Einstein saves the quantum cat
Einstein's theory of time and space will celebrate its 100th anniversary this year. Even today it captures the imagination of scientists. In an international collaboration, researchers from the universities of Vienna, Harvard and Queensland have now discovered that this world-famous theory can explain yet another puzzling phenomenon: the transition from quantum behavior to our classical, everyday world. Their results are published in the journal Nature Physics.
In 1915 Albert Einstein formulated the theory of general relativity which fundamentally changed our understanding of gravity. He explained gravity as the manifestation of the curvature of space and time. Einstein's theory predicts that the flow of time is altered by mass. This effect, known as "gravitational time dilation", causes time to be slowed down near a massive object. It affects everything and everybody; in fact, people working on the ground floor will age slower than their colleagues a floor above, by about 10 nanoseconds in one year. This tiny effect has actually been confirmed in many experiments with very precise clocks. Now, a team of researchers from the University of Vienna, Harvard University and the University of Queensland have discovered that the slowing down of time can explain another perplexing phenomenon: the transition from quantum behavior to our classical, everyday world.
How gravity suppresses quantum behavior
Quantum theory, the other major discovery in physics in the early 20th century, predicts that the fundamental building blocks of nature show fascinating and mind-boggling behavior. Extrapolated to the scales of our everyday life quantum theory leads to situations such as the famous example of Schroedinger's cat: the cat is neither dead nor alive, but in a so-called quantum superposition of both. Yet such a behavior has only been confirmed experimentally with small particles and has never been observed with real-world cats. Therefore, scientists conclude that something must cause the suppression of quantum phenomena on larger, everyday scales. Typically this happens because of interaction with other surrounding particles.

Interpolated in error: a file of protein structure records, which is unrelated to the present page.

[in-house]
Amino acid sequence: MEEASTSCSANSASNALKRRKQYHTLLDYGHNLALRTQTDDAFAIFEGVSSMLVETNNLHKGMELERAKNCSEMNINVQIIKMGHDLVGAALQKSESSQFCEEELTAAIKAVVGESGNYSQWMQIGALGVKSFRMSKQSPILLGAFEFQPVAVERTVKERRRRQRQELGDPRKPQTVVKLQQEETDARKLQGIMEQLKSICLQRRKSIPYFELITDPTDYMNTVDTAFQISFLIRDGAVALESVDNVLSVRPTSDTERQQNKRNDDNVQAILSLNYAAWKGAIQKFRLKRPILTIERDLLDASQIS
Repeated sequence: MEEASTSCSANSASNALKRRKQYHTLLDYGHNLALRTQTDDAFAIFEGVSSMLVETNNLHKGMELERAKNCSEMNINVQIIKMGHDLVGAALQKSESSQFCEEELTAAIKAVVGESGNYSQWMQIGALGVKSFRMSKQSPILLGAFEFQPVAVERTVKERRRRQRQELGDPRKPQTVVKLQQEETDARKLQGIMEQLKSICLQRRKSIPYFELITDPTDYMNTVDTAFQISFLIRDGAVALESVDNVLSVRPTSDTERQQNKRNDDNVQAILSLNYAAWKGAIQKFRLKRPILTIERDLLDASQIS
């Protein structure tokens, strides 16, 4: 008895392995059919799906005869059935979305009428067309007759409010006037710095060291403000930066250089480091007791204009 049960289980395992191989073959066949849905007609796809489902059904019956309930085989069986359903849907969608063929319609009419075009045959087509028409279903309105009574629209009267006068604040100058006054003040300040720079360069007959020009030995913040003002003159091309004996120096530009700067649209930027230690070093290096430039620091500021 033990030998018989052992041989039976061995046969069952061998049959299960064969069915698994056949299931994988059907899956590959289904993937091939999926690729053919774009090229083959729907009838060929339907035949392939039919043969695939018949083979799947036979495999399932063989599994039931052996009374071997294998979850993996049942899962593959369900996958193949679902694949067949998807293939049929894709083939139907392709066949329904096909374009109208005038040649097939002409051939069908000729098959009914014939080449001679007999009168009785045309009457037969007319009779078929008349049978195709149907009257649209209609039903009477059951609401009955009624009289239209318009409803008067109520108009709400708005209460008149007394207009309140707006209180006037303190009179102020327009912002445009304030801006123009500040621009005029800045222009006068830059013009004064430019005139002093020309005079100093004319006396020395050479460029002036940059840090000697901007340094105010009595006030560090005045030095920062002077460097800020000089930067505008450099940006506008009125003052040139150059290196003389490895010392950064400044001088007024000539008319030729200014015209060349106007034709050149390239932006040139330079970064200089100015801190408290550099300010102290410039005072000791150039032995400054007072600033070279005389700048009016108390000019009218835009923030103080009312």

The research team, headed by ?aslav Brukner from the University of Vienna and the Institute of Quantum Optics and Quantum Information, found that time dilation also plays a major role in the demise of quantum effects. They calculated that once the small building blocks form larger, composite objects - such as molecules and eventually larger structures like microbes or dust particles -, the time dilation on Earth can cause a suppression of their quantum behavior. The tiny building blocks jitter ever so slightly, even as they form larger objects. And this jitter is affected by time dilation: it is slowed down on the ground and speeds up at higher altitudes. The researchers have shown that this effect destroys the quantum superposition and, thus, forces larger objects to behave as we expect in everyday life.
Paving the way for the next generation of quantum experiments
"It is quite surprising that gravity can play any role in quantum mechanics", says Igor Pikovski, who is the lead author of the publication and is now working at the Harvard-Smithsonian Center for Astrophysics: "Gravity is usually studied on astronomical scales, but it seems that it also alters the quantum nature of the smallest particles on Earth". "It remains to be seen what the results imply on cosmological scales, where gravity can be much stronger", adds ?aslav Brukner. The results of Pikovski and his co-workers reveal how larger particles lose their quantum behavior due to their own composition, if one takes time dilation into account. This prediction should be observable in experiments in the near future, which could shed some light on the fascinating interplay between the two great theories of the 20th century, quantum theory and general relativity.
More information: Universal decoherence due to gravitational time dilation, Nature Physics (2015) DOI: 10.1038/nphys3366
Journal information: Nature Physics
Provided by University of Vienna